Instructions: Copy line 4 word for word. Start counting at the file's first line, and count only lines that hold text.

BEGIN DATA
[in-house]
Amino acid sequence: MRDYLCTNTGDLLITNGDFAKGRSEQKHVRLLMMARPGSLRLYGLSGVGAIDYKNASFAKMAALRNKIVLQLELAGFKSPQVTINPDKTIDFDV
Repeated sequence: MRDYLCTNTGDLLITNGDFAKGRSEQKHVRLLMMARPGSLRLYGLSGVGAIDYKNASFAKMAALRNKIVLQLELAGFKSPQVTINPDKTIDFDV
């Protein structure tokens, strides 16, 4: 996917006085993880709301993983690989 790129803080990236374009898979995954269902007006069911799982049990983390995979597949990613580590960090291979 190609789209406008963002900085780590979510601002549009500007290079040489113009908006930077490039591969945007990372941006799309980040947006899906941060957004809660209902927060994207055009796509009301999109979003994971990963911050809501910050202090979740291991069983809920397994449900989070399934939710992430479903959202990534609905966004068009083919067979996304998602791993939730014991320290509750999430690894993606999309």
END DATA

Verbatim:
């Protein structure tokens, strides 16, 4: 996917006085993880709301993983690989 790129803080990236374009898979995954269902007006069911799982049990983390995979597949990613580590960090291979 190609789209406008963002900085780590979510601002549009500007290079040489113009908006930077490039591969945007990372941006799309980040947006899906941060957004809660209902927060994207055009796509009301999109979003994971990963911050809501910050202090979740291991069983809920397994449900989070399934939710992430479903959202990534609905966004068009083919067979996304998602791993939730014991320290509750999430690894993606999309």